We continue to see the typical equilibrium mechanisms working as they should to adjust supply/demand dynamics and prices. As a new equilibrium is found, the rate of price changes will slow. Some businesses may have to endure some higher input prices, but competitive pressures are powerful and have typically produced deflation over the long-run. In the meantime, the US economy is also very familiar with certain inflation. For example, both health care and education costs have risen at rates double the CPI for decades.
For further thoughts on inflation, please see our Q3 Presentation.
Q: It seems there is a labor problem, won’t this fuel inflation?
A: The labor market is indeed tight and businesses of all types are finding it difficult to hire workers. Consumption returned faster than the employees needed to meet that demand. However, the actual unemployment rate of 5.93% is a distraction and there is probably more slack in the labor market than it indicates. The US unemployment rate refers to a percent of jobless who looking for work. Yet it fails to account for those that have left the workforce, retired, gone back to school (in person or remotely), can’t work due to childcare issues, or are delaying work due to Covid risks. Additionally, prior immigration policies and pandemic restrictions prevented the free movement of workers which also affected the labor pool. As the pandemic wanes and policies adjust to business needs, workers will be tempted back into the labor force. Again, this is another data point that is likely to get better, rather than worse, as the economy normalizes.
The fact that the economy is somewhat constrained by the shortage of labor and goods could be considered beneficial, if it helps keep the Fed from tightening monetary conditions prematurely. It is a break on economic activity that prevents the engine from overheating. Many industries are also learning to adopt technology to ease the shortage of human capital. You can anticipate seeing more self-checkout lanes at stores and even restaurants soon. A labor shortage may exist today, but it too should adjust.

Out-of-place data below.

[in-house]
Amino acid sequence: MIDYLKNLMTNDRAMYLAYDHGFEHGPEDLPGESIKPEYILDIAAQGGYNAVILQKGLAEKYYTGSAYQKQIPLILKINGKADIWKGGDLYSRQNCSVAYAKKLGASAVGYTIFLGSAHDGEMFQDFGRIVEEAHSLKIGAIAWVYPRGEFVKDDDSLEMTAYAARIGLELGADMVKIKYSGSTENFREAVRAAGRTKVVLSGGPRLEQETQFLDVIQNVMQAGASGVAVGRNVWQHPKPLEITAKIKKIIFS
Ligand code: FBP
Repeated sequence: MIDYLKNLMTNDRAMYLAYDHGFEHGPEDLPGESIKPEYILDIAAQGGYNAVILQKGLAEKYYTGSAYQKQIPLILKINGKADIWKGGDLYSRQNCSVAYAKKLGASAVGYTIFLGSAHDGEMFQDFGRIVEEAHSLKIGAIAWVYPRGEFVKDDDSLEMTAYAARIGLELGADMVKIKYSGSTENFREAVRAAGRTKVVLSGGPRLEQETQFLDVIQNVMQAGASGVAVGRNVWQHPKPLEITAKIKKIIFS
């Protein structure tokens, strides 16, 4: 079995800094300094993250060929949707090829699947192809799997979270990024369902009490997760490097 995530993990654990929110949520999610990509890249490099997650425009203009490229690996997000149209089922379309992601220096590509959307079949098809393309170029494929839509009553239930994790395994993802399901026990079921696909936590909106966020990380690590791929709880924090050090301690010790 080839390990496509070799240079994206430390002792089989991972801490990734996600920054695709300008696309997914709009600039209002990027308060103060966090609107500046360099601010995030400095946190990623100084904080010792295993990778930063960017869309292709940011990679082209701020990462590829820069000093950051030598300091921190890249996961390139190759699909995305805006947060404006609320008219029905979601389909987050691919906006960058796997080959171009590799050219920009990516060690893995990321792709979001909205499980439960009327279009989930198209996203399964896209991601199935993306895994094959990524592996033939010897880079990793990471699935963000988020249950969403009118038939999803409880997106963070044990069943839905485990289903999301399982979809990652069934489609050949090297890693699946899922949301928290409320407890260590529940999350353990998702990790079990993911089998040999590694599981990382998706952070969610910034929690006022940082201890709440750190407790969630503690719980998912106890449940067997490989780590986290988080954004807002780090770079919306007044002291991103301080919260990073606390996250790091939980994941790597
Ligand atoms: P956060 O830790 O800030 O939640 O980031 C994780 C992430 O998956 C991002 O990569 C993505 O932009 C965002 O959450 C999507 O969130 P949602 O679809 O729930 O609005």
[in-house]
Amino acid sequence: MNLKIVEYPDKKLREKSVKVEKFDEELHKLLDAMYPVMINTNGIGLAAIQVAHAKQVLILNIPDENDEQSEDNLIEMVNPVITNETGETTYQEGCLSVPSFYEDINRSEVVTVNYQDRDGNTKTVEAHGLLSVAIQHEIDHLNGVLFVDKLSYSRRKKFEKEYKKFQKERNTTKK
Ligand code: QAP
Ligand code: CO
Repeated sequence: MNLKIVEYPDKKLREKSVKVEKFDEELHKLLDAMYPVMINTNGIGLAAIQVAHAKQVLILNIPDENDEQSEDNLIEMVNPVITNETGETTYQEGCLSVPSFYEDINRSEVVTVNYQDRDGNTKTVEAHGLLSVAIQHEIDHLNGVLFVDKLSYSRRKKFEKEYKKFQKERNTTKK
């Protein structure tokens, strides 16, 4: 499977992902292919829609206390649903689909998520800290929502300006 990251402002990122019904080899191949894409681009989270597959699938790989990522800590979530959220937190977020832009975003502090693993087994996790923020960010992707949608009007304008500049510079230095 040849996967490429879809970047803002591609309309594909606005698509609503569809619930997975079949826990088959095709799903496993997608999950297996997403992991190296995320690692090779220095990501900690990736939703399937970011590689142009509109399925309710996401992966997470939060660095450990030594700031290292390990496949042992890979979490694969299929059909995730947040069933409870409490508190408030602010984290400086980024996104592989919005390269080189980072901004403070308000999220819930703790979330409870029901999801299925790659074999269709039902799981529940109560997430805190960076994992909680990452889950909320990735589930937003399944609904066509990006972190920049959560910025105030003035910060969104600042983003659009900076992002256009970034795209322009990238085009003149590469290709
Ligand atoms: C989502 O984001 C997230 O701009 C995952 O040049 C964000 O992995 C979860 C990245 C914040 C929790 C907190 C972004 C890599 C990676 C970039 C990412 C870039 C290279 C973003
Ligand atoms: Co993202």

Q: Will pending changes to income and capital gains taxes thwart the stock market?
A: The stock market has known for about a year that higher taxes were coming, due to a change in Washington. Yet, it has continued to rally to new highs. Stocks are more apolitical than most realize. This is due, in part, because tax rates don’t universally affect all market participants equally. Taxes are also a little bit like the weather, just wait a minute and they might change. Making long-term investment decisions based on tax policy is suboptimal.
A change in the capital gains tax rate may add some short-term volatility to the market once the final rate is negotiated. But again, capital gains taxation is an ex-post transaction levy that only affects certain market participants. If the asset is held in a retirement account, it avoids capital gains taxes. If you earn under a certain amount, you will qualify for a lower rate, etc. Like income tax policies, capital gains rates could also change in the near future. The fact that the rate may rise from 20% to 25%, instead of to the top ordinary income rate, is a minor victory for investors.
As in everything, the devil is in the details and we simply don’t have a final version of tax rate changes yet. Nor is it prudent to make strategy or holding changes impulsively. There is the potential for estate law changes to have inadvertent consequences, but we will continue to monitor the details as they come out.
It is natural to extrapolate recent trends into the future. Yet, problems in the supply chain and labor market are likely to get better rather than worse. The stock market understands this and will look through these constraints. Chatter about the Fed’s response to these issues will add volatility to the market as it evaluates the punch bowl. For now, the low interest rate environment is likely to persist and economic activity will continue to normalize. Disagreements in Washington over funding will get resolved as both parties need to regularly raise the debt ceiling. As always, we will continue to monitor risks in the market.
Robert Stimpson, CFA
Co-Chief Investment Officer
Oak Associates, ltd.